Owner/chef John Martinez, left, and general manager Tatiana Devere quietly opened the Tito & Pep restaurant on Tuesday night. The opening gave his staff a chance “to get their legs underneath them,” Martinez said.

While the outside world focused on politics and the midterm elections on Tuesday night, Tucson chef John Martinez quietly opened Tito & Pep, his midtown neighborhood bistro on East Speedway.

“We really want to be a neighborhood spot. A comfortable spot,” he said of the modest space at 4122 E. Speedway that gave birth to Feast and was last home to Zayna Mediterranean. “We want to have ambiance and we want to have our neighbors in and be a really comfortable space.”

The restaurant seats 65 at tables and another seven at the bar.

From his kitchen, Martinez grills vegetables, meats and seafood on a mesquite wood-fired grill, imparting a flavor that Martinez says is central to the culinary heart of Tucson.

The subtle flavor of the wood — Martinez said mesquite is part of the culinary terroir of the region — is imparted in the grilled trout perfumed with fresh garlic with a hint of sweet heat from guajillo chile. A tarragon chimichurri complements the grilled salmon while steak skewers are paired with a chipotle tomatillo salsa.

“I have beans and salsa; is it Mexican food? No, not really,” said Martinez, whose influences are informed by memories of cooking at his grandmother’s side as a kid, working in Tucson kitchens in high school and spending more than 20 years in the culinary stable of nationally celebrated chef Jean-Georges Vongerichten. “I just wanted to make something that resonates with our region and is contemporary with what’s going on in other parts of the country.”

And in an age where restaurants are more focused on fast-casual in price and concept — assembly-line, pick-your-toppings pizzas, sandwiches and burritos averaging $8 — Tito & Pep is positioning itself as a modest neighborhood bistro.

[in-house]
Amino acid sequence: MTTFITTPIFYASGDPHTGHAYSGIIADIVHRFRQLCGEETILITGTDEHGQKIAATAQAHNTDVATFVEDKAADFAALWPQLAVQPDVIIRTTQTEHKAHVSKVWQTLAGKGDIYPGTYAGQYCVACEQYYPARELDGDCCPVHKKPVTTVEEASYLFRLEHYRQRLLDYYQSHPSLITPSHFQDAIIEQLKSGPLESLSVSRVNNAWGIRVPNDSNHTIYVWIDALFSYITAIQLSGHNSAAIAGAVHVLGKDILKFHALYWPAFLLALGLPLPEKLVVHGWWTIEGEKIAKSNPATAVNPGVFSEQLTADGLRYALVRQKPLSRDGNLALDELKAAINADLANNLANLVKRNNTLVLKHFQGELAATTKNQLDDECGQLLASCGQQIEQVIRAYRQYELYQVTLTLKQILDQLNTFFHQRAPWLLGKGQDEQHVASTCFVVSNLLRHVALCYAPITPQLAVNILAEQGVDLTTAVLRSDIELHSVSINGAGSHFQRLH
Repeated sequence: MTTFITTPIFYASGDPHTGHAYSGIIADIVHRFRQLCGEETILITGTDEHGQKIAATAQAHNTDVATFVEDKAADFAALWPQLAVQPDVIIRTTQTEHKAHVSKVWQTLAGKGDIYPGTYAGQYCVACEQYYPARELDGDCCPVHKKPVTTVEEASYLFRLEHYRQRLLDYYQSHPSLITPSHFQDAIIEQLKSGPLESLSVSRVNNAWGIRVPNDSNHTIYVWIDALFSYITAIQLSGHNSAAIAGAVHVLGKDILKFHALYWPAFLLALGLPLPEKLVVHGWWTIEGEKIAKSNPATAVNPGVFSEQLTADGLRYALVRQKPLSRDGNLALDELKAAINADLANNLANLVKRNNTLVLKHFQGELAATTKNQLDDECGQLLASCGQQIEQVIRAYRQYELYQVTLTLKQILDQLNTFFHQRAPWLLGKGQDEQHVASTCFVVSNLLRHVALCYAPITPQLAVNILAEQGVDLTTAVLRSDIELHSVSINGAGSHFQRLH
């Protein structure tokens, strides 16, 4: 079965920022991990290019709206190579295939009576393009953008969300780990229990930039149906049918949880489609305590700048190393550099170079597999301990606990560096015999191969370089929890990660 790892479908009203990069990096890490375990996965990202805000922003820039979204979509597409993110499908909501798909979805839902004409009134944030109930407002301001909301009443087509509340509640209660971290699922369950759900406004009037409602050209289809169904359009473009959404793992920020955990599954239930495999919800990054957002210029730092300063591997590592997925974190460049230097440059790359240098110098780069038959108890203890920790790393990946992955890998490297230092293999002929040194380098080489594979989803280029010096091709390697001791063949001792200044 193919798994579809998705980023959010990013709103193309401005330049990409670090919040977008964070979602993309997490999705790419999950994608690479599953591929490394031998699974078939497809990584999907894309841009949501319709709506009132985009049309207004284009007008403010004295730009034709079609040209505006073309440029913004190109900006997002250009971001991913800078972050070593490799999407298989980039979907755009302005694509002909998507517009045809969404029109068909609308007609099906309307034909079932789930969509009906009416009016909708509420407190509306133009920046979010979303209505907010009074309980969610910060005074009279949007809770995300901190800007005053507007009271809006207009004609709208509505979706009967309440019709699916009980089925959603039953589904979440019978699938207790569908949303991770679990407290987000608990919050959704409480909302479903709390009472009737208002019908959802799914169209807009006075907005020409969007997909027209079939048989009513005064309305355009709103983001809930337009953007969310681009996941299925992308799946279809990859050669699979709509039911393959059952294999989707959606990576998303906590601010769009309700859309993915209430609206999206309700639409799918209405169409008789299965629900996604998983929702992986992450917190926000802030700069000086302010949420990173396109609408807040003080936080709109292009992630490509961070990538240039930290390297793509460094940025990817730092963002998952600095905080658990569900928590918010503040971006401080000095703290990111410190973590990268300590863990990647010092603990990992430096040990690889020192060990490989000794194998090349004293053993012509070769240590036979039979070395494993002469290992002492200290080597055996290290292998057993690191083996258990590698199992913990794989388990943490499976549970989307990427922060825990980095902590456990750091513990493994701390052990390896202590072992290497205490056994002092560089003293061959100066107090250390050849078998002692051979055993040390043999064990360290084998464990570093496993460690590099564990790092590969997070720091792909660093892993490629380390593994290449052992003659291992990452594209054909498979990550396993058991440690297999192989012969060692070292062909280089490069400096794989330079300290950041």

Entrees run from $14 for the fall vegetable pasole made with root vegetables to $24 for a grilled New York strip steak; appetizers start at $9 for queso fundido and run as high as $16 for the grilled octopus.

Tito & Pep, which takes its name from a story his grandmother made up to tell her sister in the 1920s and ’30s, was more than a year in the making.

Striped bass with spiced carrots, oyster mushrooms, fresh herbs and grilled vinaigrette is one of the plates at Tito & Pep, 4122 E. Speedway.

Martinez, who returned home to Tucson from the East Coast in spring 2013, signed the lease for the space months after Zayna relocated to the old Molina’s Midway building on East Belvedere Avenue.

It took months to draft his blueprint to build out the space and then do the construction.

Tuesday’s quiet opening gave his staff a chance “to get their legs underneath them.”

Martinez said that restaurants can be caught off guard when they open by large crowds and he wanted to make sure his staff was ready.

“I don’t consider myself to be in the restaurant business; I am in the hospitality business,” he said. “When people walk in the door I am welcoming them into my home. If people have a nice place to sit down, they are receiving great hospitality; we want to take care of them.”

Tito & Pep is open from 5 p.m. to 11 p.m. Sundays through Thursdays and 5 p.m. to midnight Fridays and Saturdays.

Restaurants that have opened in Tucson in 2018

Contact reporter Cathalena E. Burch at cburch@tucson.com or 573-4642. On Twitter @Starburch.

Cathalena has covered music for the Star for the past 20 years. She's a graduate of Arizona State University has worked at Sedona Red Rock News, Niagara Gazette in Niagara Falls, New York; and USA Today.